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That vacant stare, hands immobile on the keyboard, she has totally tuned this class out.

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Laptops have replaced pen and paper for many post-secondary students but a Canadian study suggests using computers during lectures could be hurting their grades and lowering their classmates' marks.

For the study, published earlier this year in the journal Computers & Education, research subjects in two experiments were asked to attend a university-level lecture and then complete a multiple-choice quiz based on what they learned.

In the first experiment, which was designed to gauge how multitasking affects learning, all the participants used laptops to take notes during a lecture on meteorology. But half were also asked to complete a series of unrelated tasks on their computers when they felt they could spare some time. Those tasks — which included online searches for information — were meant to mimic what distracted students might do during class.

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In the second experiment, some students were given pencils and paper to take notes during a lecture while others worked on laptops. Researchers wanted to observe if the students taking notes the old-fashioned way would be distracted by having computer screens around them.

Faria Sana, who co-authored the study with fellow doctoral student Tina Weston, said she expected lower test marks for students who were asked to multitask during the experiment, or were seated near other students using laptops. But the distraction effect was stronger than she hypothesized.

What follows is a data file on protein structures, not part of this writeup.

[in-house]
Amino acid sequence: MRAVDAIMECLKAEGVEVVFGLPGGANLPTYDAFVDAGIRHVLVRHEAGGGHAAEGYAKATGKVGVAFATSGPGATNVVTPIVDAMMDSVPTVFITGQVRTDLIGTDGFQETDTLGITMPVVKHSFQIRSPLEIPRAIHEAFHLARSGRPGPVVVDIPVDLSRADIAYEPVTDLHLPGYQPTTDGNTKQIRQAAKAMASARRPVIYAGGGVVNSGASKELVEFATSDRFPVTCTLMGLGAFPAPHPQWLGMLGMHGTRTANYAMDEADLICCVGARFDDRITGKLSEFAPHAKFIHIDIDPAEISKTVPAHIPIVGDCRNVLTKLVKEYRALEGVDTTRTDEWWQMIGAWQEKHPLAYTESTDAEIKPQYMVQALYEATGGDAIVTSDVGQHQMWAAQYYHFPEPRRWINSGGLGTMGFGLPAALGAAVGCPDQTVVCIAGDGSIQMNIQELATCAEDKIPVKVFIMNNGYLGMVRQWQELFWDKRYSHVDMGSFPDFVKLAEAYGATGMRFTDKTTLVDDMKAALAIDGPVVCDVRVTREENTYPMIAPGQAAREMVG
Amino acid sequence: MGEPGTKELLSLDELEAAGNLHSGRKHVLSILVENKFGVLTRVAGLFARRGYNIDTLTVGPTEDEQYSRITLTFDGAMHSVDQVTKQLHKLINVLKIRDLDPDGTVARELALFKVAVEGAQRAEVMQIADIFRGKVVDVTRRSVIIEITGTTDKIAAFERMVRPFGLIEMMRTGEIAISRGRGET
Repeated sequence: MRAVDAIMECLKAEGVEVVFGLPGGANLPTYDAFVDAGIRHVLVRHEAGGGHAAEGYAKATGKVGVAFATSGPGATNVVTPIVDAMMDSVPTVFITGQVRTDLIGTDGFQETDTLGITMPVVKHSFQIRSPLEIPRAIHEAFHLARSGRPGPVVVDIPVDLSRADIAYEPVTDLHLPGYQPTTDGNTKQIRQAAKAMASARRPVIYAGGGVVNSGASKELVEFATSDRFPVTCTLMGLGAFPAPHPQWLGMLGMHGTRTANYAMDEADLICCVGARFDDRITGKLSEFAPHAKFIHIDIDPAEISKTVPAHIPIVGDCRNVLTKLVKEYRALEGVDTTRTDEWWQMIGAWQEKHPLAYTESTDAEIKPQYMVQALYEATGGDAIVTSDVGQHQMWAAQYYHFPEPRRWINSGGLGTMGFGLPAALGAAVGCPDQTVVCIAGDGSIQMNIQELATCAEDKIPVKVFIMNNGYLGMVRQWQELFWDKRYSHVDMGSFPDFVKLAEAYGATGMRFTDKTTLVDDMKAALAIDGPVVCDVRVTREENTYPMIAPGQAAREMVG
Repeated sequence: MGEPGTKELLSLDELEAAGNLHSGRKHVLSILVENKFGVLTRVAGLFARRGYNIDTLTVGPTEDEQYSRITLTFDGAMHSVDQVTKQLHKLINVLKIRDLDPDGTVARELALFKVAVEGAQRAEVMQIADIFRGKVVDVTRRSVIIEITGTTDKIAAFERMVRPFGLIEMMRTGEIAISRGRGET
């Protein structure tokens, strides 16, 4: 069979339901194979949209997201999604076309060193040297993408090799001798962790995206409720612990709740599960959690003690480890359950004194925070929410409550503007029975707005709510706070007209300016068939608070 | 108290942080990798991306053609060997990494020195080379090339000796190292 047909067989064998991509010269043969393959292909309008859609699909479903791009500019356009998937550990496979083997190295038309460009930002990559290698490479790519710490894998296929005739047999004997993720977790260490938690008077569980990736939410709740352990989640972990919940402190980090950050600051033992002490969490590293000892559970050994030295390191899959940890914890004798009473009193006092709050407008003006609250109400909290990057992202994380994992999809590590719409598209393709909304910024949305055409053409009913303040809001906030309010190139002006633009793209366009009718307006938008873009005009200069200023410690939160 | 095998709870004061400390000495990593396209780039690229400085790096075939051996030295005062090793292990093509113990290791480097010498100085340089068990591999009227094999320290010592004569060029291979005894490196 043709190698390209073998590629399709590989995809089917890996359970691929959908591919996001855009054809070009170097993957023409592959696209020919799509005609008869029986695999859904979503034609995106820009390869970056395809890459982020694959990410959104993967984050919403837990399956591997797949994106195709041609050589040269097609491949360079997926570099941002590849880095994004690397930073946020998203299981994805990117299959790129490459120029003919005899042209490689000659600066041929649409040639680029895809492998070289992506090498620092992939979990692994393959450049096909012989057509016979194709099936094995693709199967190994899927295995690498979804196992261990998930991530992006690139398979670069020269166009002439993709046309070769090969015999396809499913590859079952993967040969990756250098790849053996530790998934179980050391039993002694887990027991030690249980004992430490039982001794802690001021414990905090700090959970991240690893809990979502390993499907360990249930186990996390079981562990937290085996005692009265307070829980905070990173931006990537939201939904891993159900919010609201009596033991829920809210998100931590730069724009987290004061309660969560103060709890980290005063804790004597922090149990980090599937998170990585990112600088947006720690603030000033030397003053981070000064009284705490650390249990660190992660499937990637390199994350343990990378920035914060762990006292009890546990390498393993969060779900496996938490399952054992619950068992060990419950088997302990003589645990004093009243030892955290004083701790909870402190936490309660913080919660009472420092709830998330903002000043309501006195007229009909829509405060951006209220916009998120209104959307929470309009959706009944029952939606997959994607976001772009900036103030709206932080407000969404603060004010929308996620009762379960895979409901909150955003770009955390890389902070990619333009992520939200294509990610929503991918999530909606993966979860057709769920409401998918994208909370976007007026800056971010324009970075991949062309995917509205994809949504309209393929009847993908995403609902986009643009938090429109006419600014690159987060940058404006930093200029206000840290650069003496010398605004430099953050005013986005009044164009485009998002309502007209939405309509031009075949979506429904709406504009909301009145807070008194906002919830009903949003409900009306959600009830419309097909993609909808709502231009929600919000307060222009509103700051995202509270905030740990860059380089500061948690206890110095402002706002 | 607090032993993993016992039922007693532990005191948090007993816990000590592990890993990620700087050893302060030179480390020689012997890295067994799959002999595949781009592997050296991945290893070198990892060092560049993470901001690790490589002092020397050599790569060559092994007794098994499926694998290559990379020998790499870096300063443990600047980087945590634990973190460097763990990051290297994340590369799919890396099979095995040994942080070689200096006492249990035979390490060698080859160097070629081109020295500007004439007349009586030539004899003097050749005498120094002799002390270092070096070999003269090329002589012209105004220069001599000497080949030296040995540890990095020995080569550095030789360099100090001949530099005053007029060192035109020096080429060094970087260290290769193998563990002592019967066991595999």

"We really tried to make it pretty close to what actually happens in the lectures, we found that lo and behold, the students who multitasked performed much worse on the final test and those who were seated around peers who were multitasking also performed much worse on the final test," said Sana.

"So you might not be multitasking but if you have a clear view of someone else who is multitasking, your performance is still going to be impaired."

The students in the first experiment who were asked to multitask averaged 11 per cent lower on their quiz. The students in the second experiment who were surrounded by laptops scored 17 per cent lower.

"We really didn't think the effects would be this huge," Sana said. "It can change your grade from a B+ to a B-."

Sana also noted that the students who participated in the experiments said they didn't really expect their marks to suffer much from computer use in the classroom.

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"At the end we gave a survey to all the students and what we found was that these peers who were seated around multitaskers had no idea they were being distracted, they didn't think the laptops were causing a distraction but based on the scores of their final test, they actually were," she said.

Seeing dozens of laptops in a classroom is now common, Sana said, as is spying some students on social networks, playing games or watching movies instead of paying attention.

While Sana and Weston are not calling for a ban on laptop use in classes, they do hope students consider that goofing off on their computers can affect their peers seating around them.

"A lot of students spend quite a big chunk of time in class doing things that are not related to the academic environment or aren't directly related to the course or the lecture," Sana said.

"We're hoping that based on these results, students will take responsibility for their actions."

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